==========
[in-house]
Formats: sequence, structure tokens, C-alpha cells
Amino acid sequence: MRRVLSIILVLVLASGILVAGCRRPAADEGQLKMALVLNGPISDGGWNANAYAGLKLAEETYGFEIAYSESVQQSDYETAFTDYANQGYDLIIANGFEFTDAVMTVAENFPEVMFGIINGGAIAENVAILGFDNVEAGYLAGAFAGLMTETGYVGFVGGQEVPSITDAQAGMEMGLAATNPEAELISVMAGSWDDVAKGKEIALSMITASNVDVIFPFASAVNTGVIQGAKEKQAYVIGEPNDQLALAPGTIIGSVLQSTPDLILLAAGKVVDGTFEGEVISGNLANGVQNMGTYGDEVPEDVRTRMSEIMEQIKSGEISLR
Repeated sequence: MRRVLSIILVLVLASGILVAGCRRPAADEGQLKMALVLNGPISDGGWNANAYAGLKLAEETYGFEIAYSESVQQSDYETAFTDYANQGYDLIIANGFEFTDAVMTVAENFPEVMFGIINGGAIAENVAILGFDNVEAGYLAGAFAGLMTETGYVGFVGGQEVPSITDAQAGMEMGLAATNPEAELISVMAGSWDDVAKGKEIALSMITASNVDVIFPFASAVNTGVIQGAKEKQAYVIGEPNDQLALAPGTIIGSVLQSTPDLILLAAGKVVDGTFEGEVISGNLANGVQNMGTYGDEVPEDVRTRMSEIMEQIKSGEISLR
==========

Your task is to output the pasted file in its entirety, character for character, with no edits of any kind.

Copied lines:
[in-house]
Formats: sequence, structure tokens, C-alpha cells
Amino acid sequence: MRRVLSIILVLVLASGILVAGCRRPAADEGQLKMALVLNGPISDGGWNANAYAGLKLAEETYGFEIAYSESVQQSDYETAFTDYANQGYDLIIANGFEFTDAVMTVAENFPEVMFGIINGGAIAENVAILGFDNVEAGYLAGAFAGLMTETGYVGFVGGQEVPSITDAQAGMEMGLAATNPEAELISVMAGSWDDVAKGKEIALSMITASNVDVIFPFASAVNTGVIQGAKEKQAYVIGEPNDQLALAPGTIIGSVLQSTPDLILLAAGKVVDGTFEGEVISGNLANGVQNMGTYGDEVPEDVRTRMSEIMEQIKSGEISLR
Repeated sequence: MRRVLSIILVLVLASGILVAGCRRPAADEGQLKMALVLNGPISDGGWNANAYAGLKLAEETYGFEIAYSESVQQSDYETAFTDYANQGYDLIIANGFEFTDAVMTVAENFPEVMFGIINGGAIAENVAILGFDNVEAGYLAGAFAGLMTETGYVGFVGGQEVPSITDAQAGMEMGLAATNPEAELISVMAGSWDDVAKGKEIALSMITASNVDVIFPFASAVNTGVIQGAKEKQAYVIGEPNDQLALAPGTIIGSVLQSTPDLILLAAGKVVDGTFEGEVISGNLANGVQNMGTYGDEVPEDVRTRMSEIMEQIKSGEISLR